Paranoia, Suspicion, and Sight Loss During a Pandemic
Being on lockdown due to the pandemic has had some positives. One of them is great institutions such as Drexel University in Philadelphia offering lots of free and reduced cost continuing education hours. I have been spending some time collecting hours towards the renewal of my license and learning a few things.
Suspiciousness and paranoia
The webinar I just finished was by a guy named Aaron Brinen and was entitled Suspiciousness and Paranoia During the Isolation: Recovery-Oriented Cognitive Therapy. Dr. Brinen talked about people becoming suspicious of others with isolation due to COVID-19. It got me thinking about sensory loss and isolation and suspiciousness.1
What are people thinking about me?
When I first lost my sight, I wondered what people were thinking about me and my abilities. I wondered if people were offering me rides and taking me places not because they wanted to or they liked me but because they pitied me. In short, I was suspicious of people’s motives and thoughts.
Theories on the impacts of sensory loss
When I trained - back in the Dark Ages; you know - there was a general belief that sensory loss, and especially hearing loss, made people more paranoid. According to the abstract for a research paper entitled Delusion syndromes in sensory impediment published on Europe PMC, since 1915 when some guy named Kraepelin said it first, the connection between sensory loss and paranoia has been supported. I would tell you more but the article is in German and I am not even sure I understand the English abstract.2
Isolation can contribute to suspicion
While that makes sense - they could be saying anything and making faces and we might never know, a good reason to be a little paranoid - that common sense interpretation has not always been empirically supported. Instead, although not speaking about sensory loss in particular, Brinen talks about all conditions that tend to isolate us as contributing to paranoia and suspiciousness.1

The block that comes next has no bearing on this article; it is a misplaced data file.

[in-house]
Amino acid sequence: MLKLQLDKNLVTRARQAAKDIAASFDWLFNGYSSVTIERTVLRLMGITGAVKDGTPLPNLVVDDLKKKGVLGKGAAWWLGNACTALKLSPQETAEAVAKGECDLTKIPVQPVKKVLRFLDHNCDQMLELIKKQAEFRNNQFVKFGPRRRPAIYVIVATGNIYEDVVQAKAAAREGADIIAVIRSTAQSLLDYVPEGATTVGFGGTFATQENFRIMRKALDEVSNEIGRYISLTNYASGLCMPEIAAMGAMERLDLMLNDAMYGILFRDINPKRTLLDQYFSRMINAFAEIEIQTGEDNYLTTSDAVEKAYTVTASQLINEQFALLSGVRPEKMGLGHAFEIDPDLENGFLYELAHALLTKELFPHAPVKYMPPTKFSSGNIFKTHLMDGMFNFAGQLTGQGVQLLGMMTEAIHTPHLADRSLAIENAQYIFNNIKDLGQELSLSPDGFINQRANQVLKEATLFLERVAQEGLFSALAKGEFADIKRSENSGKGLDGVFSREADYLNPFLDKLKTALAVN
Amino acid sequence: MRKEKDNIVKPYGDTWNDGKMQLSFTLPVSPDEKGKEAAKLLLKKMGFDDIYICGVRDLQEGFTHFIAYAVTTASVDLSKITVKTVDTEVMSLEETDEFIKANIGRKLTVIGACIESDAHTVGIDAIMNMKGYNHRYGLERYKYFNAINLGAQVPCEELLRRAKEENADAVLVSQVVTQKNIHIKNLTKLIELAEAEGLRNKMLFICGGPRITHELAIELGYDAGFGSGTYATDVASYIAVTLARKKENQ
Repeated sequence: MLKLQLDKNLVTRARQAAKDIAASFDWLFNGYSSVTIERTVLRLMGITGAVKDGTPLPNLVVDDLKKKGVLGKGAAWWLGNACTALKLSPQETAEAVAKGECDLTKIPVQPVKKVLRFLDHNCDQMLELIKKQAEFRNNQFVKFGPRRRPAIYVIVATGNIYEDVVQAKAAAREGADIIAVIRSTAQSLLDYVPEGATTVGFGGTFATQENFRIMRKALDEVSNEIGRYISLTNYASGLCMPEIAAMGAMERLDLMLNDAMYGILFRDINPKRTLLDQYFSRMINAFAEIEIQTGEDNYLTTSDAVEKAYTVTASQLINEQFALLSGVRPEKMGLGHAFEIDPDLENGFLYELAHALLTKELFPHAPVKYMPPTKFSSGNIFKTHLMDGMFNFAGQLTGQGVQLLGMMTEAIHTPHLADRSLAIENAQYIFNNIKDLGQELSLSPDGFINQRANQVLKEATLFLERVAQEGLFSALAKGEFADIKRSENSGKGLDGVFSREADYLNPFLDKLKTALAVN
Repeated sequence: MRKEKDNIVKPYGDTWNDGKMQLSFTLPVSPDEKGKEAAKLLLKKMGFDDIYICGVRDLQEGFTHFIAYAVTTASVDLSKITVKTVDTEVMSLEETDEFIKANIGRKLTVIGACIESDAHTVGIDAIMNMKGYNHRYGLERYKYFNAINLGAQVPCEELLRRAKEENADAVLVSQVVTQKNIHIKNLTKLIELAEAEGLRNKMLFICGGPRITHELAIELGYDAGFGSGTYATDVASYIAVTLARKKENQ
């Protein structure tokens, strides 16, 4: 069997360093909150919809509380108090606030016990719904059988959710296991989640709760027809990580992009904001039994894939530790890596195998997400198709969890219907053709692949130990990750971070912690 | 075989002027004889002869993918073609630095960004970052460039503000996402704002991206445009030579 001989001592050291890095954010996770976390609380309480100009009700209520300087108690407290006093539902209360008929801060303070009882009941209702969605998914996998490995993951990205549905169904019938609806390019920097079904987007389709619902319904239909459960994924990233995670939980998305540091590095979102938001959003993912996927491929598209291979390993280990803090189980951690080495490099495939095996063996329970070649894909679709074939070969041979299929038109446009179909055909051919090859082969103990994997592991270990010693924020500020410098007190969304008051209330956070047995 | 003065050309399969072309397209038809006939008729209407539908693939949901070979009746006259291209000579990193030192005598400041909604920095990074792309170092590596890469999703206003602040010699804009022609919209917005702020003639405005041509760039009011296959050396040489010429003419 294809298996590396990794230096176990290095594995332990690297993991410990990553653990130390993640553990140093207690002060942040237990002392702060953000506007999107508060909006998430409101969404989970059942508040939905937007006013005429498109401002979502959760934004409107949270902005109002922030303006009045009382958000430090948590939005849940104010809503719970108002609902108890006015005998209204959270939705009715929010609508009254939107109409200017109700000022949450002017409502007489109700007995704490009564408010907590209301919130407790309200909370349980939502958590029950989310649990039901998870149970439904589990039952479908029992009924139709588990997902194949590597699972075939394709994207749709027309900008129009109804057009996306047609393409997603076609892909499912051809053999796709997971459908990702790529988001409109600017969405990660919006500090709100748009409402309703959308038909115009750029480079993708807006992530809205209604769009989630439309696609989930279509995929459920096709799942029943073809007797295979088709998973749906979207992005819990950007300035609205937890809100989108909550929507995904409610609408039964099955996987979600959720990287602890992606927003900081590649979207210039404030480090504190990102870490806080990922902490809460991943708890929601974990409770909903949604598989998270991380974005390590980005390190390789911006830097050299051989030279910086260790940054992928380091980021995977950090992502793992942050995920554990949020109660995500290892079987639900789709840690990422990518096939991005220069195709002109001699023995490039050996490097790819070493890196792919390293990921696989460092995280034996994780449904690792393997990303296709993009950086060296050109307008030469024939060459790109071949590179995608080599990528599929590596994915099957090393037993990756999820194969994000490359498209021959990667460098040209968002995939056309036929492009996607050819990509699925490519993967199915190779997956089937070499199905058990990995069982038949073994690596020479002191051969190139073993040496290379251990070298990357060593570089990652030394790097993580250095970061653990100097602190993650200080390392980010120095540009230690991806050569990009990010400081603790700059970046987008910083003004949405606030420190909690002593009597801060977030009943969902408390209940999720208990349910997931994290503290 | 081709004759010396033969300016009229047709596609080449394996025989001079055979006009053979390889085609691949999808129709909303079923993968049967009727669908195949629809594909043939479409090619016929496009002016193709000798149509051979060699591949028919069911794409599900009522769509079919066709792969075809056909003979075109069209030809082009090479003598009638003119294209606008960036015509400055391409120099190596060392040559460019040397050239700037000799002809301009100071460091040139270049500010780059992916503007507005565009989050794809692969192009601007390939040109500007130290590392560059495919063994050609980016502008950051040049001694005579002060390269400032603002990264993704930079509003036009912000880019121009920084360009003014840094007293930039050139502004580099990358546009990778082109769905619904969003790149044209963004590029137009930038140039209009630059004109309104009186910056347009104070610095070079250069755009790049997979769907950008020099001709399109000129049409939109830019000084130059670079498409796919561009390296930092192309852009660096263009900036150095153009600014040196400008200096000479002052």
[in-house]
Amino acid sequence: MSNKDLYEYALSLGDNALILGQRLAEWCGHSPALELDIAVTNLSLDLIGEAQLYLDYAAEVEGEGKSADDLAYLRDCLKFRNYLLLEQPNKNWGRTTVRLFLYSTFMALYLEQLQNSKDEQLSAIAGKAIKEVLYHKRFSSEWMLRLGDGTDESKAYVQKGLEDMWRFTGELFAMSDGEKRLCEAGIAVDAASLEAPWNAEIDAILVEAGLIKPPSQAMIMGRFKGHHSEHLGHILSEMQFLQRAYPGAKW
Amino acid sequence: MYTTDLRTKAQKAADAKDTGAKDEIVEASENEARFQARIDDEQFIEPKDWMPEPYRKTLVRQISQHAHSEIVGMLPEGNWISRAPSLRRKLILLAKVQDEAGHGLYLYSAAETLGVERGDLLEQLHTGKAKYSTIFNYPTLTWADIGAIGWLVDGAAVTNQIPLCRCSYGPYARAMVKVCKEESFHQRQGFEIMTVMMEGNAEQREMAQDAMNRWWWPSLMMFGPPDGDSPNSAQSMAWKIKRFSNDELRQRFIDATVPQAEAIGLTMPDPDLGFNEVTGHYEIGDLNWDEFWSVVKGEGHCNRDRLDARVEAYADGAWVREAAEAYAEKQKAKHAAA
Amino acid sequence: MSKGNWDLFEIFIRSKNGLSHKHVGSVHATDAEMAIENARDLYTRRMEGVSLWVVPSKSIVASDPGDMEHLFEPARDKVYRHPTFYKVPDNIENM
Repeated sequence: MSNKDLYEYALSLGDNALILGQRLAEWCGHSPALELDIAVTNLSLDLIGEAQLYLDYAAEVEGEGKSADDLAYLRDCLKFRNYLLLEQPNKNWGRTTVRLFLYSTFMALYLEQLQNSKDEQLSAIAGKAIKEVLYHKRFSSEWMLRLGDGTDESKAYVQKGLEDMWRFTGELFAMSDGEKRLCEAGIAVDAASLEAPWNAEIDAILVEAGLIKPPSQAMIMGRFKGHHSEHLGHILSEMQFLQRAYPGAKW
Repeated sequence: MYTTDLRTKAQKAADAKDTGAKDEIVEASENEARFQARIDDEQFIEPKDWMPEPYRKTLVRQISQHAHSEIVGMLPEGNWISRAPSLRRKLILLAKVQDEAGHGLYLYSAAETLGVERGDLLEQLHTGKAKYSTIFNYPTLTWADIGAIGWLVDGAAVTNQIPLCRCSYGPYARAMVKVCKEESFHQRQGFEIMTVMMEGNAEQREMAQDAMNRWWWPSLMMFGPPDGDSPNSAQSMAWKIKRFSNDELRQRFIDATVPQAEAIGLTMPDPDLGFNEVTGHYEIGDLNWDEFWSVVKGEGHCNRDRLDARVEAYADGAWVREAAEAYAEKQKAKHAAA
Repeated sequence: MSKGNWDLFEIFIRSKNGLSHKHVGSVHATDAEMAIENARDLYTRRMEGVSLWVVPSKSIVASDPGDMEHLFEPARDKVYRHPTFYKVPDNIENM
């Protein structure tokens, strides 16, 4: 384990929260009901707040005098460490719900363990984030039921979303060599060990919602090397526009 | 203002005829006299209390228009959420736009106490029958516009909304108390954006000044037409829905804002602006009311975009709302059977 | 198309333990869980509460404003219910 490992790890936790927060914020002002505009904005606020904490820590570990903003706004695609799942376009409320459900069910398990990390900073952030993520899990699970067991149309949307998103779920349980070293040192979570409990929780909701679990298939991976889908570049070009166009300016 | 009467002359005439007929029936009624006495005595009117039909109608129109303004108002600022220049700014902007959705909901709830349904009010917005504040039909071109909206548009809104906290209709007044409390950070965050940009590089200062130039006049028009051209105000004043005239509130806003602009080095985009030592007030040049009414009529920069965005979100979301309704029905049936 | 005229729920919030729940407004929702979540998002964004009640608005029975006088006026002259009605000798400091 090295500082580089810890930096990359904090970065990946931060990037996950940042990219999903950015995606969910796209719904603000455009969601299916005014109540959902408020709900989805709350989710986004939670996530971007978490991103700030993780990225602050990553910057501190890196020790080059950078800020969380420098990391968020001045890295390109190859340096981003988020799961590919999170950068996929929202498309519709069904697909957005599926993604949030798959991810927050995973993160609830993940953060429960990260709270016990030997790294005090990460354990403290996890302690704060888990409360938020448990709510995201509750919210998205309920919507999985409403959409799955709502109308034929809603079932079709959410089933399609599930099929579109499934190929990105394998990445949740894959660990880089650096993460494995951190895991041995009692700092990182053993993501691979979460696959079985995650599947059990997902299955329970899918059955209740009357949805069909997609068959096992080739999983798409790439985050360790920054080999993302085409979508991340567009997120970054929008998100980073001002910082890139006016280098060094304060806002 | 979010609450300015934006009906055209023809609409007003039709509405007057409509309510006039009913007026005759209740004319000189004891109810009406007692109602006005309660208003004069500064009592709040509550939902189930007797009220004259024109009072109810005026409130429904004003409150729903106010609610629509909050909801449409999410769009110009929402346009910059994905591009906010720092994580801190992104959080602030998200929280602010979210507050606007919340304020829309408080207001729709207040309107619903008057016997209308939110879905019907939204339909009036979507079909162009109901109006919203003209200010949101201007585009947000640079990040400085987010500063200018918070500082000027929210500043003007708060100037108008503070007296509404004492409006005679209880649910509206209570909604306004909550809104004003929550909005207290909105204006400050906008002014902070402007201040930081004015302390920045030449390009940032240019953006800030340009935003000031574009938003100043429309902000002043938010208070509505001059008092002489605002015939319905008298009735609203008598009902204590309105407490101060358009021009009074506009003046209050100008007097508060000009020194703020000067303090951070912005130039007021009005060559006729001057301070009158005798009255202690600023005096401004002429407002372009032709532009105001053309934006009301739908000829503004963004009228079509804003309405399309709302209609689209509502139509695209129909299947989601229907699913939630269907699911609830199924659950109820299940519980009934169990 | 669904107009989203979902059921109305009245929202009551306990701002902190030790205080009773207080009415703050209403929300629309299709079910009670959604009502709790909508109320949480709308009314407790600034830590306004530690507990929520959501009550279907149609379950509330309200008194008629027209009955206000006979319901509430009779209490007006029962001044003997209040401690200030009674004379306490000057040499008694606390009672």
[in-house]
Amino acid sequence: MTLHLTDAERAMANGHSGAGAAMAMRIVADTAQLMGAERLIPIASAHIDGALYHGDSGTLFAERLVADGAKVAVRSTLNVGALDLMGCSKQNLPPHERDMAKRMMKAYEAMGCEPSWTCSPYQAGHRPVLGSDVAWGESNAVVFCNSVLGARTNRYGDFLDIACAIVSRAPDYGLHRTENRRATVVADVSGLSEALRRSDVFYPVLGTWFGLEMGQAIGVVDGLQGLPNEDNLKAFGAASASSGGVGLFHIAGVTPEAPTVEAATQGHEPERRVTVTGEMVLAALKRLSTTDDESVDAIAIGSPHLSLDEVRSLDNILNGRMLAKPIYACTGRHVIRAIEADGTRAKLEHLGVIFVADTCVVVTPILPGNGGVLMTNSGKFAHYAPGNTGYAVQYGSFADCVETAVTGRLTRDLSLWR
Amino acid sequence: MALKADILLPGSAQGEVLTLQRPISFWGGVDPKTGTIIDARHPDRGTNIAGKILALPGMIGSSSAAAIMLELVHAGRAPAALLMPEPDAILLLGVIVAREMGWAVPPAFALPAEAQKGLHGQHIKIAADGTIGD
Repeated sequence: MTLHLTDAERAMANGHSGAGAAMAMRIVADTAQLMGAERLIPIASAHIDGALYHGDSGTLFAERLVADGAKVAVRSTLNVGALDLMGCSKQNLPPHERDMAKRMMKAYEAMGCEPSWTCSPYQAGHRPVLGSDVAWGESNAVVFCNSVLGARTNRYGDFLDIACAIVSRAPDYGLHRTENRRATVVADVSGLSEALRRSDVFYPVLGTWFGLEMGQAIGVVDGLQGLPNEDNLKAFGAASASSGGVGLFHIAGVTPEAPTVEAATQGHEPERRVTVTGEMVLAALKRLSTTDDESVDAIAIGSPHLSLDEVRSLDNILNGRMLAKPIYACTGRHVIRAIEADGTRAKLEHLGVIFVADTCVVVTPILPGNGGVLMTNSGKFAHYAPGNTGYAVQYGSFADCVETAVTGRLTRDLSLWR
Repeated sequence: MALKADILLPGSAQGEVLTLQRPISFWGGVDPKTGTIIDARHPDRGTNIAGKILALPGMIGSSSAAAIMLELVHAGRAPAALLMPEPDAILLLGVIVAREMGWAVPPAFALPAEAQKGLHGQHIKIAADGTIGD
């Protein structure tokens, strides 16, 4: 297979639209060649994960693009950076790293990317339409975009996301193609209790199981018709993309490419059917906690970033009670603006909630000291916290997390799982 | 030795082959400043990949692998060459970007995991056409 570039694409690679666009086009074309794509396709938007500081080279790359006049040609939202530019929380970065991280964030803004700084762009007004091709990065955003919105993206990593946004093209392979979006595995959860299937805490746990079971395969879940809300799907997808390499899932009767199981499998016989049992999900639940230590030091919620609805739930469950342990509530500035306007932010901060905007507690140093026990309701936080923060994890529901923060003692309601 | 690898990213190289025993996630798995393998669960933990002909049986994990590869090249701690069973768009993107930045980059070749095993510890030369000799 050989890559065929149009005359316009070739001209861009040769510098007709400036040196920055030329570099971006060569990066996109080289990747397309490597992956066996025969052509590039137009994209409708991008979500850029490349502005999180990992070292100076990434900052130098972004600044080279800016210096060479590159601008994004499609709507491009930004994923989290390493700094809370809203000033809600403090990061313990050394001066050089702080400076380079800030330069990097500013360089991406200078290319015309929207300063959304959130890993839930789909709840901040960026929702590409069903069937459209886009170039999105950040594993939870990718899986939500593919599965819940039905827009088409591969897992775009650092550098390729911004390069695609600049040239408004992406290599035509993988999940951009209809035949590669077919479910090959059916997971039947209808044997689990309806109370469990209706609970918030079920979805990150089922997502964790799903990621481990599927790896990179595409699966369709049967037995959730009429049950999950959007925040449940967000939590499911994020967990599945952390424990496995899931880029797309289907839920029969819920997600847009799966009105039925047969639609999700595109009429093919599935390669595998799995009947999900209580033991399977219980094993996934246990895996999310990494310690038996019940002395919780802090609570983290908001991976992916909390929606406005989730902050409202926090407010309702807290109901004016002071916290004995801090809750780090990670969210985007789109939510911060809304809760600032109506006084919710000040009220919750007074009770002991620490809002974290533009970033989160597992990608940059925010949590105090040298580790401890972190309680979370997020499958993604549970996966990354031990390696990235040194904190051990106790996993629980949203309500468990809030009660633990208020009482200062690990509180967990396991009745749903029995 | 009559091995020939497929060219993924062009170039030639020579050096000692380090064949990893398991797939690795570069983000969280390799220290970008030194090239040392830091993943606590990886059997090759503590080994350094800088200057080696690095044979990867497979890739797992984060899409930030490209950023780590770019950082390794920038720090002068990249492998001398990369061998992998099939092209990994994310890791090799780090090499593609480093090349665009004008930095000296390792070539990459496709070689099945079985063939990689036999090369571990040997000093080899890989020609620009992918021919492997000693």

Anything that makes us want to isolate, such as thinking people are pitying us, can lead to suspicion and paranoia.
Thinking I am not as good as I once was, thinking people feel I am a burden, thinking people pity me, these could have all been reasons to isolate and become even more suspicious. Fortunately, me being me, social animal, I was not constitutionally predisposed to easily withdraw from life. That was a good thing because, according to Dr. Brinen on his webinar, isolation and worry provide fertile ground for suspiciousness and paranoia to grow. What’s more, self-esteem issues can follow.1
A simple solution
Dr. Brinen has a rather simple solution to the suspicion and paranoia issue. Stay engaged in life. Engaging in life leaves little time for us to indulge in our worries and concerns. Also when we are isolating we stop taking in new information. We never get to see that our fears are not supported by what is actually going on in the world outside of our own heads. Without getting new information it is simply not possible to correct our misperceptions.1
In short, while our bodies have been locked down this spring, our minds do not have to be. Fighting the isolation of COVID-19, vision loss, what have you can fight worries and suspicions and paranoia. I learned this from a webinar and now you know it, too.
Do you still drive?